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Why the Supreme Court needs an ethics code

It’s a fair and practical reform that all Americans can get behind

An ethics code for justices is a critical first step toward restoring Americans’ confidence in the Supreme Court, Rostow writes. 
An ethics code for justices is a critical first step toward restoring Americans’ confidence in the Supreme Court, Rostow writes.  (Tom Williams/CQ Roll Call file photo)

President Joe Biden’s Supreme Court reform commission has had a tumultuous past month. A draft report’s warnings about court-packing upset liberals, while two conservatives resigned for reasons that remain unclear.

Ultimately, these issues symbolize the American people’s warped views of the “highest court in the land.” Too many Americans expect justices on their “team” to legislate from the bench, rather than simply interpret the law as the Constitution requires.

The answer to this polarization is not court-packing or confirming more pro-life judges. Instead, Congress should pass an ethics code for the Supreme Court.

A code of conduct for the justices would be fair, practical, and effective. Such a nonpartisan reform would not change the fundamental structure of the court. But it would constrain the justices from conducting partisan or unethical activities that undermine public faith in the court and the law. A code of conduct could have held Chief Justice John Roberts accountable when he did not recuse himself from a 2016 case involving a company in which he owned stock. And ethical guidelines could have penalized Justice Ruth Bader Ginsburg after she told The New York Times in 2016, “I can’t imagine what this place would be — I can’t imagine what the country would be — with Donald Trump as our president.”

The reality is that the American people are losing faith in the Supreme Court as a neutral arbiter. In October, the court’s approval rating sunk to 40 percent, the lowest since Gallup began tracking this statistic in 2000. Over half of Americans disapprove of the court’s job performance. But an ethics code could rebuild public faith in the judiciary at this critical time.

Instituting an ethics code is as pragmatic as it is necessary. While other court reform proposals would require two-thirds ratification of a constitutional amendment, an ethics code could be passed by Congress alone. And given the objectivity of ethics codes, such a proposal would be far more likely to attract bipartisan support — including at least 60 votes in the Senate to avoid a filibuster — than overtly partisan reforms like court-packing.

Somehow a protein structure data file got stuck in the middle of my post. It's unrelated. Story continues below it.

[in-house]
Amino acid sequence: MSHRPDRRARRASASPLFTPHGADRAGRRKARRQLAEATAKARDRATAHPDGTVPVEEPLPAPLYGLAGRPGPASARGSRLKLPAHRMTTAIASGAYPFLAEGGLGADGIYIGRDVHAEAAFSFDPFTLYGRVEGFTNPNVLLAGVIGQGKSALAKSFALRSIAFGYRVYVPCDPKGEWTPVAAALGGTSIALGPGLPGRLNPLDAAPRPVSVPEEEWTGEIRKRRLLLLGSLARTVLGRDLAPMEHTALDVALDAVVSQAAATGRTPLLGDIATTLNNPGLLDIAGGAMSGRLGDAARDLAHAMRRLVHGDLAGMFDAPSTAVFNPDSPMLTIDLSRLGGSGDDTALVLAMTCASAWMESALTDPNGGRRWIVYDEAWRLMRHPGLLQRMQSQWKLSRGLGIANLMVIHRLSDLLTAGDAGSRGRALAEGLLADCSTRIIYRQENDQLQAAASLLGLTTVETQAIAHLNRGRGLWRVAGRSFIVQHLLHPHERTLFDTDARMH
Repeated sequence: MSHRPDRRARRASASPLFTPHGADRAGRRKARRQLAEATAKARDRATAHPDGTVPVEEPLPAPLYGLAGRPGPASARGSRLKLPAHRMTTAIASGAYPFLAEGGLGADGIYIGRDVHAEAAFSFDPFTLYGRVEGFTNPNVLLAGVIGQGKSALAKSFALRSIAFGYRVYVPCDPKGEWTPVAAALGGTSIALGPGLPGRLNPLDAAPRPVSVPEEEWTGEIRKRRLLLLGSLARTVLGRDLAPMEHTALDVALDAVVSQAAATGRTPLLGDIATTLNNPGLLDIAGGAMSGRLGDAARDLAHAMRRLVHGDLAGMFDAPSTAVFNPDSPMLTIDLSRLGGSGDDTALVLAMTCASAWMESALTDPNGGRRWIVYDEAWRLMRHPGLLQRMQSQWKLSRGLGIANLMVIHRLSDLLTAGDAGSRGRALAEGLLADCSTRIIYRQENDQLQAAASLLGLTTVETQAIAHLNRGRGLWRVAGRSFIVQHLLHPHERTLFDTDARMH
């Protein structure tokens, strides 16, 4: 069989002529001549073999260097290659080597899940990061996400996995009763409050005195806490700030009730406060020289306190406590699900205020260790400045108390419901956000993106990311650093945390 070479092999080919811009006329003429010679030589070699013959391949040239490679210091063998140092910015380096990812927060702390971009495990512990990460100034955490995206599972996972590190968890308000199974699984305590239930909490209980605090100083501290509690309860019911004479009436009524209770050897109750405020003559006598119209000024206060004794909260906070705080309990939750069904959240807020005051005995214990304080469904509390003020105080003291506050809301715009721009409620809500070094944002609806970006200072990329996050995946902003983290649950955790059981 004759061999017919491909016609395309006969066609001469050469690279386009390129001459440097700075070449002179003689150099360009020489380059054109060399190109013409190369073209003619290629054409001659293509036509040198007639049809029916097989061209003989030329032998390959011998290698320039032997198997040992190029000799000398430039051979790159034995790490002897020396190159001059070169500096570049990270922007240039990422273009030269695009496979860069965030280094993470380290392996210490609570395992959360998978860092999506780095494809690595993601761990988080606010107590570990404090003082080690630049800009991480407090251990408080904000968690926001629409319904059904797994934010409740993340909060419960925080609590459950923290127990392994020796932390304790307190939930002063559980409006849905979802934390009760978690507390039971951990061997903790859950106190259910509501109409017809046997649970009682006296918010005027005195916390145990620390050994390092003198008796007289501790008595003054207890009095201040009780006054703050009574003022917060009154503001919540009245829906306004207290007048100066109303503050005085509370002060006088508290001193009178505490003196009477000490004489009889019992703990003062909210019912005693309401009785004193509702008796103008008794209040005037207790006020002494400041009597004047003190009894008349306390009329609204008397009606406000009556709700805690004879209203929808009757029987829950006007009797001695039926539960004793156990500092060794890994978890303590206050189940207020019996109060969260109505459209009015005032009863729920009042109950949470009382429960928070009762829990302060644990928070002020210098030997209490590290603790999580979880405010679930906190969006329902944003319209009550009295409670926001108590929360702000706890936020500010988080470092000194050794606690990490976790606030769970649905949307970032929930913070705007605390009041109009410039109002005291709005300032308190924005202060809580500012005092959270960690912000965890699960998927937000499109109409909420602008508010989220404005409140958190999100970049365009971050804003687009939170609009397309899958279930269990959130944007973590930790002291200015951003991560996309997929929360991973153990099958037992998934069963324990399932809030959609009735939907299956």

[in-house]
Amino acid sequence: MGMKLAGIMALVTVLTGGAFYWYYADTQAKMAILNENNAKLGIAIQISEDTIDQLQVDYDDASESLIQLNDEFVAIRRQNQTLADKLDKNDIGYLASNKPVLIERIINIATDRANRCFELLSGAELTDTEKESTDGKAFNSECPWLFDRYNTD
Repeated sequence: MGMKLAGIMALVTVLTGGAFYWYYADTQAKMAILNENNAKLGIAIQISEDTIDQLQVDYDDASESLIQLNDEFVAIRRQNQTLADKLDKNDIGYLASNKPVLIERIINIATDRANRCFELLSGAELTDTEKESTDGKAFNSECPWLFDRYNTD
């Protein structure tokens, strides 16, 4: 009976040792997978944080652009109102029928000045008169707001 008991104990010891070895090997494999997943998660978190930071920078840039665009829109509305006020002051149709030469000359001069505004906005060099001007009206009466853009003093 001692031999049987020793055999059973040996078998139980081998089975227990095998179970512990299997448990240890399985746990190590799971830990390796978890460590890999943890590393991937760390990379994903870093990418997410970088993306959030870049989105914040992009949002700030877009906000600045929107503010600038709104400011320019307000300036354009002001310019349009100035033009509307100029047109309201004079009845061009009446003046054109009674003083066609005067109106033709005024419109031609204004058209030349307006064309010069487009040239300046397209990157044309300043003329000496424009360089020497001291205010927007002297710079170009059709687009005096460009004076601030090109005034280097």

Ethics codes have already proved to be effective guardrails for members of the executive and legislative branches of government. Former Interior Secretary Ryan Zinke, former Health and Human Services Secretary Tom Price and former EPA Administrator Scott Pruitt all resigned due to pressure over possible ethics violations. 

Such codes of conduct have also held members of Congress accountable to the public. At the onset of the COVID-19 pandemic, advocacy groups leveraged a congressional ethics code to raise awareness about stock sales by Sens. Dianne Feinstein, Kelly Loeffler, Richard Burr, and James Inhofe. While investigations revealed no legal issues, the code served as an effective vehicle for inquiry and accountability.

To be sure, all justices are members of local bars and bound by local ethics rules. But the absence of a definitive federal code could create ethics crises, as was the case when the Federal Reserve came under fire recently for possible ethics violations. These violations could have been avoided had Congress created formal federal ethics guidelines for the nonpartisan body.

Ultimately, the American people must change their expectations of the Supreme Court. They should hope for justices who will interpret the law skillfully and compassionately, rather than apply simplistic litmus tests for nominees. Americans must regain faith in their institutions in order for their views to change. And an ethics code for justices is a critical first step toward restoring Americans’ confidence in the Supreme Court. 

Nicholas Rostow is a senior partner at Zumpano Patricios & Popok in New York, a senior research scholar at Yale Law School and a member of Checks and Balances, a group of conservative and libertarian lawyers standing up for the rule of law. He previously served on Capitol Hill and in the Reagan and George H.W. Bush administrations.

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